Australian Climate Study Finds Stronger Evidence of Global Warming

May 26, 2006

A report compiled by the Australian government’s Department of the Environment and Heritage – Australian Greenhouse Office, concludes: “Evidence that the Earth is warming has become much stronger since the IPCC Third Assessment Report was published in 2001. The surge in mean global temperatures recorded through the 1990s has continued through the early part of this century.”

The authors put their conclusions in the 28-page report as follows: “In summary, climate research since the publication of the IPCC [International Panel on Climate Change] Third Assessment Report provides significantly stronger evidence for three of the main conclusions of that assessment. First, the surface of the Earth is warming globally. Second, the observed warming is beyond that expected for natural variability over the past 1000-2000 years and at a larger rate. Third, human-driven emissions of greenhouse gases, primarily carbon dioxide, are the major cause of the observed surface warming since 1950.”

The study backs up that last assertion with a well documented presentation of the complex interelationship between carbon emissions and the environment. They are implicated in changes involving not only the atmosphere, but also the world’s oceans and biological processes on land.

Among other factors, the Australian study examined glacial melting, ocean temperatures and increasing acidity (due to absorption of CO2), changes in wildlife habitat and the increase in frequency and violence of weather events. It concluded that temperatures are in fact rising faster than previous studies, notably those conducted by the IPCC, had predicted. In other words, if they’re right, the climate is changing more rapidly than expected. The consequences will therefore arrive sooner and will probably be more severe.

Discussing catastrophic weather events, the report said: “A synthesis of the global economic damage due to great weather-related catastrophes by the reinsurance industry (Berz 2005) shows sharp increases from U.S. $43.9 billion in the decade of the 1950s to $US 344.4 billion in the 1995-2004 decade (all figures in 2004 $US values). The number of such extreme weather events increased from 13 in the 1950s to 49 in the most recent 10-year period.”

The authors recognize, however, that it’s not only climate change that may have caused the losses from storms to rise. There have also been notable “increases in the amount and value of infrastructure that has been built in vulnerable areas.” The insurance industry can take little comfort from that conclusion, however, as it is being asked to not only accept the risks from the storms, but also to take on the additional exposures from properties constructed in high risk areas.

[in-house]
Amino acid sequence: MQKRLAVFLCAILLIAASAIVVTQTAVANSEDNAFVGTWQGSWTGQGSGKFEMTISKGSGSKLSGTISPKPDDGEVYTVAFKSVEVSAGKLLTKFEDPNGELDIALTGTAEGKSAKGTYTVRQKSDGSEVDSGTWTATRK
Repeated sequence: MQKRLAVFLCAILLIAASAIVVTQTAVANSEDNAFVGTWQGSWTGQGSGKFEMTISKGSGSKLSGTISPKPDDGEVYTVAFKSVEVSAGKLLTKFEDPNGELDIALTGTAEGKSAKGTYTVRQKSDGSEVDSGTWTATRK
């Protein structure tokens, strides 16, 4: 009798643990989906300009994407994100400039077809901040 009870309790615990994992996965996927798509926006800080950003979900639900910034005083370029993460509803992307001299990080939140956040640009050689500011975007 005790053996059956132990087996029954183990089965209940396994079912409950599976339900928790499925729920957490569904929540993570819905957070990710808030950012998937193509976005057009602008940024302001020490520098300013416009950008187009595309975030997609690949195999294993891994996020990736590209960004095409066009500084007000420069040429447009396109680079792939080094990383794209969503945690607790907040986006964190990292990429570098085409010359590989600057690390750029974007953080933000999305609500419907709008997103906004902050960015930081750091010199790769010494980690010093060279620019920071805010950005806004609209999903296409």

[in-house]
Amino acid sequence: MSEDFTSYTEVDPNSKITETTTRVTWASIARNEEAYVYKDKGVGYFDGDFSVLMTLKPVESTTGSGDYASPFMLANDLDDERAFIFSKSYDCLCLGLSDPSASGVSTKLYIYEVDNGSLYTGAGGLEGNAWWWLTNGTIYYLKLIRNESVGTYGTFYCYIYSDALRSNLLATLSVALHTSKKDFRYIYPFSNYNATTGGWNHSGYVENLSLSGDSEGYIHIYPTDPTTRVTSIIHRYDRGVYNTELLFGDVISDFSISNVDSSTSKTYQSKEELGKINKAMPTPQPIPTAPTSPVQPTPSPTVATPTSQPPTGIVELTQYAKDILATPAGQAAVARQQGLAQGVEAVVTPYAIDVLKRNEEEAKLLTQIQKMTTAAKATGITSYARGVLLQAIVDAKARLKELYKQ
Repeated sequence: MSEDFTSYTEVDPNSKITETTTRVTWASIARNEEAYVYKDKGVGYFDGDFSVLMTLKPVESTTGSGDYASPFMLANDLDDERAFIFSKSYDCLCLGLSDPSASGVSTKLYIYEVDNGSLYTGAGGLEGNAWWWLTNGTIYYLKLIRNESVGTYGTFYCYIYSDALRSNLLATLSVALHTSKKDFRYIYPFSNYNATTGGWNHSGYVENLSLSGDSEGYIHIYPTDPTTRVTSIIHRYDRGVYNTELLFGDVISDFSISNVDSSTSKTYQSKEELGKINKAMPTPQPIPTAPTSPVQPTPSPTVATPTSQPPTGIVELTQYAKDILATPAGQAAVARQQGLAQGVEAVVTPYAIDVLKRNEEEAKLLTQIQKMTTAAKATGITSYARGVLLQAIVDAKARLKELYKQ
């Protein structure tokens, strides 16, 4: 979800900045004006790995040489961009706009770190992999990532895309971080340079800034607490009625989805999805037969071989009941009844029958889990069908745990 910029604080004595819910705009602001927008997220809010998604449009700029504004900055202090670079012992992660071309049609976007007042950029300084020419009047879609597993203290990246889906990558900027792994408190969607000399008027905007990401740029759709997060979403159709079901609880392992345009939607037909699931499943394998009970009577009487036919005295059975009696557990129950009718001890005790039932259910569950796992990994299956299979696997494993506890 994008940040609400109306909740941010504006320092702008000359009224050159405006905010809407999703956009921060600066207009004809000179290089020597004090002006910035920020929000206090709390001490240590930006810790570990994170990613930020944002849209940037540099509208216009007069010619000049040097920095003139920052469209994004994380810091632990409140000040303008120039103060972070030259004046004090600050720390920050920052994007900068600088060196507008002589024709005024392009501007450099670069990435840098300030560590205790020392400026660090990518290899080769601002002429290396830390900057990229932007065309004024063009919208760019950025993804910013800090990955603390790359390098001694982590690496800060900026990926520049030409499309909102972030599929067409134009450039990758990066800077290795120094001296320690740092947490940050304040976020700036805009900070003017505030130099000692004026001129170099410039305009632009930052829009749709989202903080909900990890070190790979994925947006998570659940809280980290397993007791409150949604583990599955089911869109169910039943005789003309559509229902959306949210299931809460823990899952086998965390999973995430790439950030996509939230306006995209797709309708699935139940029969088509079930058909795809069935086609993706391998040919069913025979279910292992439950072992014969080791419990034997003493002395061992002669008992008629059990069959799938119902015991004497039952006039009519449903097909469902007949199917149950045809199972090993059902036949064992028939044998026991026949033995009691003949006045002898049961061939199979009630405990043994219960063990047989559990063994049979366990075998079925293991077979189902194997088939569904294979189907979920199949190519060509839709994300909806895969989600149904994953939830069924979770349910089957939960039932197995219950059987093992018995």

The report also notes that there is no strong scientific consensus yet on the question as to “whether the number and severity of high-impact extreme events – floods, storms, tropical cyclones – are increasing and whether such an increase, if indeed it is happening, is linked to climate change.” But it also cites “a 50-year analysis of disaster data from the reinsurance industry, which factors out the damage due to increased exposure and vulnerability,” and then “shows an increase in the number of large, climate-related disasters, particularly since the early 1980’s.”

Other weather related phenomena are discussed as well. “The last five years have seen a rise in observable impacts of climate change, especially those, such as heat waves, that are directly related to temperature,” it continued. “The impacts of rising temperature on the Earth’s biodiversity are also now well documented, and there is some circumstantial evidence for an increase in storms, floods and other extreme events as well as in the intensity of tropical cyclones.

“Adaptation to climate change is no longer a question of ‘if’ but now of ‘how’,'”where’ and ‘how fast.’ With the in-built momentum of the climate system, more impacts will be discernible over the next several decades and adaptation will become even more necessary. Enhancing resilience and adaptive capacity are key concepts in the new generation of adaptation approaches. A critical issue is the nature and severity of climate change through the rest of this century.”

The full report may be obtained on the Greenhouse Website at:

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